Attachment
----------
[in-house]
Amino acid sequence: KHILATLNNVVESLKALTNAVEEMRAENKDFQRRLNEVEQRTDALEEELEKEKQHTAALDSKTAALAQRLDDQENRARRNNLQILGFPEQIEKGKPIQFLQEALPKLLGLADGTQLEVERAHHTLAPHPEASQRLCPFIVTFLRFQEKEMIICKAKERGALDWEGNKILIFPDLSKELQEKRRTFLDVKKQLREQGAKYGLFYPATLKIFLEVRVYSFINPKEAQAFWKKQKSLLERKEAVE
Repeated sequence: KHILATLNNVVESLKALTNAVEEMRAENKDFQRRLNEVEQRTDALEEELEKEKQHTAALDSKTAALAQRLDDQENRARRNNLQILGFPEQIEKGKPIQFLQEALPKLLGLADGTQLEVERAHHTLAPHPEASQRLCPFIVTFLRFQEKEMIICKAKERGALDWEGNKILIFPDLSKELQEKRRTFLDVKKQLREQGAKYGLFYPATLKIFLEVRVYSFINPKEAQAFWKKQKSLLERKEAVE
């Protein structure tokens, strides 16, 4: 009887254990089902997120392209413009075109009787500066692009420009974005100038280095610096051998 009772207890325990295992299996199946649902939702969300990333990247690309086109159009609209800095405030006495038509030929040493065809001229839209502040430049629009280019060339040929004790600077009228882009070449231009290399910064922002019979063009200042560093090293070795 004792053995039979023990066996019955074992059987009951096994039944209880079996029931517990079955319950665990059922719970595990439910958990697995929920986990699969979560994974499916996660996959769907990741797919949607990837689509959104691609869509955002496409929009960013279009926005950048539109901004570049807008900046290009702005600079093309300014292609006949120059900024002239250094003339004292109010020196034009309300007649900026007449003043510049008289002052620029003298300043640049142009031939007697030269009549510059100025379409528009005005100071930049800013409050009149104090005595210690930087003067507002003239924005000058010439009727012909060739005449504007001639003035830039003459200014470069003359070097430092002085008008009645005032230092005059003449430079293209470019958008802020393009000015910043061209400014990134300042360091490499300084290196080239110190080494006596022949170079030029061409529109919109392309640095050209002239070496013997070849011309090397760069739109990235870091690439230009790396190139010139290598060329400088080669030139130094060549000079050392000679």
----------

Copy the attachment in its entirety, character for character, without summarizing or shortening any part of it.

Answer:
[in-house]
Amino acid sequence: KHILATLNNVVESLKALTNAVEEMRAENKDFQRRLNEVEQRTDALEEELEKEKQHTAALDSKTAALAQRLDDQENRARRNNLQILGFPEQIEKGKPIQFLQEALPKLLGLADGTQLEVERAHHTLAPHPEASQRLCPFIVTFLRFQEKEMIICKAKERGALDWEGNKILIFPDLSKELQEKRRTFLDVKKQLREQGAKYGLFYPATLKIFLEVRVYSFINPKEAQAFWKKQKSLLERKEAVE
Repeated sequence: KHILATLNNVVESLKALTNAVEEMRAENKDFQRRLNEVEQRTDALEEELEKEKQHTAALDSKTAALAQRLDDQENRARRNNLQILGFPEQIEKGKPIQFLQEALPKLLGLADGTQLEVERAHHTLAPHPEASQRLCPFIVTFLRFQEKEMIICKAKERGALDWEGNKILIFPDLSKELQEKRRTFLDVKKQLREQGAKYGLFYPATLKIFLEVRVYSFINPKEAQAFWKKQKSLLERKEAVE
């Protein structure tokens, strides 16, 4: 009887254990089902997120392209413009075109009787500066692009420009974005100038280095610096051998 009772207890325990295992299996199946649902939702969300990333990247690309086109159009609209800095405030006495038509030929040493065809001229839209502040430049629009280019060339040929004790600077009228882009070449231009290399910064922002019979063009200042560093090293070795 004792053995039979023990066996019955074992059987009951096994039944209880079996029931517990079955319950665990059922719970595990439910958990697995929920986990699969979560994974499916996660996959769907990741797919949607990837689509959104691609869509955002496409929009960013279009926005950048539109901004570049807008900046290009702005600079093309300014292609006949120059900024002239250094003339004292109010020196034009309300007649900026007449003043510049008289002052620029003298300043640049142009031939007697030269009549510059100025379409528009005005100071930049800013409050009149104090005595210690930087003067507002003239924005000058010439009727012909060739005449504007001639003035830039003459200014470069003359070097430092002085008008009645005032230092005059003449430079293209470019958008802020393009000015910043061209400014990134300042360091490499300084290196080239110190080494006596022949170079030029061409529109919109392309640095050209002239070496013997070849011309090397760069739109990235870091690439230009790396190139010139290598060329400088080669030139130094060549000079050392000679």